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Mini-stories of farmer’s pioneering steps into commercial agriculture

Many families in the hilly and mountainous areas in Sudurpashchim and Karnali Provinces survive merely at subsistence level. Most of the agricultural production is for home consumption and during years of droughts families are not food secure and become depend on external support. Remittances is the mayor source of income for housing, schools and to pay for the water bills for example. Other families take loans to cover for the losses.

RVWRMP improves the well-being of the rural population through multi-functional interventions combining drinking water, improved sanitation, home-garden with the recycled water for better nutrition, irrigation channels that simultaneously empower water mills, and improved cook stoves to contribute to in house air. It has been observed that well-managed home gardens can produce an amazing amount of herbs, fruit trees, vegetables. The home gardens are mostly managed by the women and small excess production is sold by the women on the local market. Capacity building of women in the WASH and home-garden management builds confidence and empowers women and community to be more resilient.

However, nowadays people expect more from agriculture than a diverse diet and improved nutrition. RVWRMP working with RM staff understand these needs and supports the pioneers in commercial agriculture. The Projects provides tailor made support to the farmers and cooperatives that want to go into commercial agriculture. By working together the famers feel the confidence to experiment because the risks of the small-holders can be managed.One case below and five mini-stories show how families set their first steps into commercial agriculture to satisfy a growing demand of local markets. More and more farmers are following the examples. Growing demand, new roads and easy communication have connected remote villages to markets and opened up new opportunities to earn income from agriculture and nature-based products.

Commercial Vegetable Farming can be an Alternative for Migration

Ramaroshan Rural Municipality, Achham

Mr. Bharat Bista an emerging commercial farmer aged 30 and permanent resident of Ramaroshan Rural Municipality ward no.4, Batulasain advices the rural youth no to go abroad for income and livelihood.

Bista has 10 ropanies of land that supported his 8 member family to be food secure during 5 to 6 months per year. Life was tough, with precarious situation of nutrition and health and education in the family.

Bharat went to Malasia in 2071 Ashad to earn money and stayed 14 months. When back, Bharat started commercial farming of vegetables, spices and cash crops. He collects human urine, raises livestock, prepares compost and replicates the ideas and techniques he gets from technicians. Now he is successful in establishing well managed home garden and makes decent income.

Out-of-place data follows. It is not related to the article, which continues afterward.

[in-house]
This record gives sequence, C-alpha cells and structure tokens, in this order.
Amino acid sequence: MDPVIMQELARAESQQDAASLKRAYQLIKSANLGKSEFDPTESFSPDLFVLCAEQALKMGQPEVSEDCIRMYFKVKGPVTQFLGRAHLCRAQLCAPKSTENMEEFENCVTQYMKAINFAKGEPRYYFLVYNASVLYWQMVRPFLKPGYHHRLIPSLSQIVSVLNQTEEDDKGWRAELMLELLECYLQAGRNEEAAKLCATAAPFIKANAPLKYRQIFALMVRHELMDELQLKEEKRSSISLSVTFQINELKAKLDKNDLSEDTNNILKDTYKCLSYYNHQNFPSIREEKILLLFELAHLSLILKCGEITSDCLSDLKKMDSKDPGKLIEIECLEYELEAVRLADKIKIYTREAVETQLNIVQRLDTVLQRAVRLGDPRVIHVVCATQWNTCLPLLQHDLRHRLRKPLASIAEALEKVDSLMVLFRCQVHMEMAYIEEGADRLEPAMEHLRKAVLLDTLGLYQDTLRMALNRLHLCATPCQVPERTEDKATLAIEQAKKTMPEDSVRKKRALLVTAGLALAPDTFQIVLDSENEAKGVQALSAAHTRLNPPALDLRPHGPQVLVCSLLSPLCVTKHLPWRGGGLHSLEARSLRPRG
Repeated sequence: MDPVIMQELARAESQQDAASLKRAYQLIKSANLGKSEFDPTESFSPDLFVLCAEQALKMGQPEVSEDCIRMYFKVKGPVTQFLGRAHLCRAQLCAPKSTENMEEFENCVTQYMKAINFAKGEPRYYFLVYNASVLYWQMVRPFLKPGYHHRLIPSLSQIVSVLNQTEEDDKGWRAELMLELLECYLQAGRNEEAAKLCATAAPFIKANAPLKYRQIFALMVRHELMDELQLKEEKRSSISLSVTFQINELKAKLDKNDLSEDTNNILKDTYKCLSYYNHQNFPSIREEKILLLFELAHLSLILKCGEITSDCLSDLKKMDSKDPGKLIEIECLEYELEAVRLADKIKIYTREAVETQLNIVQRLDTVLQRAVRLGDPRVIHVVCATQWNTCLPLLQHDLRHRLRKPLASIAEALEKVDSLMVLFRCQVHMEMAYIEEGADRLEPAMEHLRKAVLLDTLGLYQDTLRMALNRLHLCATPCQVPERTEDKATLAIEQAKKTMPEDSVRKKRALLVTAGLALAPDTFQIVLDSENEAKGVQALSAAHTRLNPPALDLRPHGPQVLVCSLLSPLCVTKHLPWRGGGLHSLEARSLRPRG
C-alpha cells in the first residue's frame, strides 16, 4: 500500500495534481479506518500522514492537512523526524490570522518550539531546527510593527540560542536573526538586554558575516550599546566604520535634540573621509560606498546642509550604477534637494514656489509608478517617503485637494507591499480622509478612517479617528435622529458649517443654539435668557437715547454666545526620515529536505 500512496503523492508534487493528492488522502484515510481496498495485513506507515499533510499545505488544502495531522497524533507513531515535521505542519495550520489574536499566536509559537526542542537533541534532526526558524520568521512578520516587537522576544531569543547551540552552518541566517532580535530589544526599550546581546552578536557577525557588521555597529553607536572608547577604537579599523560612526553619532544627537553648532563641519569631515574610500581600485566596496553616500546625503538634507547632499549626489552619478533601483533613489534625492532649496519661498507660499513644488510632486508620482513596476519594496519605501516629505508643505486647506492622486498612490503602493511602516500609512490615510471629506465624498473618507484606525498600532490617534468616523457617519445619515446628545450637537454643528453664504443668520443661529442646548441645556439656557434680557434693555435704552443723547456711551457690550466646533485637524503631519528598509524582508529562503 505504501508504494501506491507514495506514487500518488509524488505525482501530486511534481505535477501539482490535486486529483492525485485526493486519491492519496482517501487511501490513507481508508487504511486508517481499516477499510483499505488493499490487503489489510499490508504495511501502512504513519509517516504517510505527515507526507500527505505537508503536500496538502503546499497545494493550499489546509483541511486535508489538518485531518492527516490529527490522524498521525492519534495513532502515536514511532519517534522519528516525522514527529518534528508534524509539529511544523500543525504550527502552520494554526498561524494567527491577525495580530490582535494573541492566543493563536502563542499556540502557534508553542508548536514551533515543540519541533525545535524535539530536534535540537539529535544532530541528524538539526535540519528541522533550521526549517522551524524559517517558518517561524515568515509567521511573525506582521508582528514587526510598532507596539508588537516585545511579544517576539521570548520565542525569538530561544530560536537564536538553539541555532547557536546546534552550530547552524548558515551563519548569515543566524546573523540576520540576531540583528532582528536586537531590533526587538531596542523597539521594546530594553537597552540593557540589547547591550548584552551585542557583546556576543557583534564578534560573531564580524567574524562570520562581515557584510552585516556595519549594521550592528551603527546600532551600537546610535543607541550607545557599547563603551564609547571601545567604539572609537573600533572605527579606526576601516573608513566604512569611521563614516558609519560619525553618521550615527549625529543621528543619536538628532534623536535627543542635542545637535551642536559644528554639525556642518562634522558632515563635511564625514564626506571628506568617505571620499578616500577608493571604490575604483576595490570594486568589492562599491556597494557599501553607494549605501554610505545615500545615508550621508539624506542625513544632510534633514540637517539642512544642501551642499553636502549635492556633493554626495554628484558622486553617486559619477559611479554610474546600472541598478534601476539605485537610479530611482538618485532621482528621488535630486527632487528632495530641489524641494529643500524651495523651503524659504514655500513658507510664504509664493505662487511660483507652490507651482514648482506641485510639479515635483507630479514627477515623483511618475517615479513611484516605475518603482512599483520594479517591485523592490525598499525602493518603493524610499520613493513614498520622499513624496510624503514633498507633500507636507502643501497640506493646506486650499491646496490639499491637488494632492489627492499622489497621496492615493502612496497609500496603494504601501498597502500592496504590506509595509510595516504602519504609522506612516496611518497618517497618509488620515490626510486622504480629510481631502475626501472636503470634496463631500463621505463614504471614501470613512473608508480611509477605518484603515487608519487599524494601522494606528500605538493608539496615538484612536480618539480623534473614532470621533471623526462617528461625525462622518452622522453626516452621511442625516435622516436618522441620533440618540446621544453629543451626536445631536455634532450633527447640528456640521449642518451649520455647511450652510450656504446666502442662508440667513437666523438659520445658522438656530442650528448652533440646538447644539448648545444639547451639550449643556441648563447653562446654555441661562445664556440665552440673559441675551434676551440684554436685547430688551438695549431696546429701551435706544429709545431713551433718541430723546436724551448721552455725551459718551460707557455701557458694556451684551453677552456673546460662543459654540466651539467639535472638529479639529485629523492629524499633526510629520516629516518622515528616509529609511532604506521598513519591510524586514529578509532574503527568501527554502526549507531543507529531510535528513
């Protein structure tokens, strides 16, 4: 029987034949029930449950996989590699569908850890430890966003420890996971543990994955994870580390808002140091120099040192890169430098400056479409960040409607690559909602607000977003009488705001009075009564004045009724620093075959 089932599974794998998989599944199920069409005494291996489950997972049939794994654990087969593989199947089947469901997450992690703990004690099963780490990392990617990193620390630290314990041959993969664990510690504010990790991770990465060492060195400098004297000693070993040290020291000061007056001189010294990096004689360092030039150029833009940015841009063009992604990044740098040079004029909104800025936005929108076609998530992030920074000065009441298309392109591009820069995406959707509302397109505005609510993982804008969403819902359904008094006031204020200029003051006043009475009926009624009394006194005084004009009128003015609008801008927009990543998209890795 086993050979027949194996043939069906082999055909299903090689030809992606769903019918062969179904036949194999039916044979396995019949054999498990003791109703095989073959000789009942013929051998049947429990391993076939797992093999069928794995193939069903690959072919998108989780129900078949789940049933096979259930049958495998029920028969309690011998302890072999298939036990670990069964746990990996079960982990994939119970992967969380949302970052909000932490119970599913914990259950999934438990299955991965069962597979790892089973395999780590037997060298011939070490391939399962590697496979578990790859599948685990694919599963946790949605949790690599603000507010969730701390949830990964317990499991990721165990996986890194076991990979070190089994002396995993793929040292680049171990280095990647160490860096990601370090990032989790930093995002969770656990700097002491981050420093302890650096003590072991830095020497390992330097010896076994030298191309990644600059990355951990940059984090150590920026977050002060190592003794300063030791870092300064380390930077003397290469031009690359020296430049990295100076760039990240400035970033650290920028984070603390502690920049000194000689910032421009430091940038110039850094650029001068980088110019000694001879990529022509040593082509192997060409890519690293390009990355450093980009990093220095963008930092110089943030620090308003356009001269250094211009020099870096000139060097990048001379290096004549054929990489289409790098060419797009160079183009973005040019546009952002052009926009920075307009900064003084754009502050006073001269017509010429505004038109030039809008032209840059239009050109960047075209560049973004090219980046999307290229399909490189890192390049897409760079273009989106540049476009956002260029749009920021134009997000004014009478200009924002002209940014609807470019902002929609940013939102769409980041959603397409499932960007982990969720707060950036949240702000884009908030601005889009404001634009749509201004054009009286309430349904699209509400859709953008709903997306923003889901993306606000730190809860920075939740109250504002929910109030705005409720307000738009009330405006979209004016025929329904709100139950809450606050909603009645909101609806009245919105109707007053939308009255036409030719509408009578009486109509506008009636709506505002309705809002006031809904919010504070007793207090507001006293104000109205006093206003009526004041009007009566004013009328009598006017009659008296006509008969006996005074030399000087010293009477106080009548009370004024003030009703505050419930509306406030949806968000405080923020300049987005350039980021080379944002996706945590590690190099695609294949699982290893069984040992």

In doing so he was approached by the technicians of Rural Village Water Resource

management Project (RVWRMP), a project implemented in his locality by Govt. of Nepal, Govt. of Finland and European Union. He was engaged in a home garden group and he received home garden management training. His keen interest and motivation towards vegetable farming made him selected as a leader farmer from his group and received 5 days leader farmer training. He started to produce chilli on one ropani of land. In the first attempt he earned Rs. 18,000. The success of selling the product was an exciting experience.

He now cultivates different vegetables like cucumber, chilli, cauliflower, cabbage, green leafy vegetables, onions and has annual average income of Rs. 142,600 from vegetable selling. He finds no problem in selling the produce. Recently he bought one ropani of land for 60, 000 NPR. He has also started poultry farming with 250 dual purpose chicken.

He continued with off-season vegetable cultivation in 2 poly-houses. He says due to high price of the vegetables “it is more profitable than the seasonal vegetable production”.

Now, his two children are getting better education in Dhangadhi. The diverse vegetables in the

kitchen has positively affected the family health and nutrition. He explained that he does not need anymore to migrate to Malaysia for a living. He is thankful to RVWRMP III and project staff for the support. He is planning to build more poly houses and expand his vegetable area. He is happy, satisfied and busy. He says “skillful hands and available opportunity are the way out of migration” Is his message as a leader farmer to the youth and his farmer friends.

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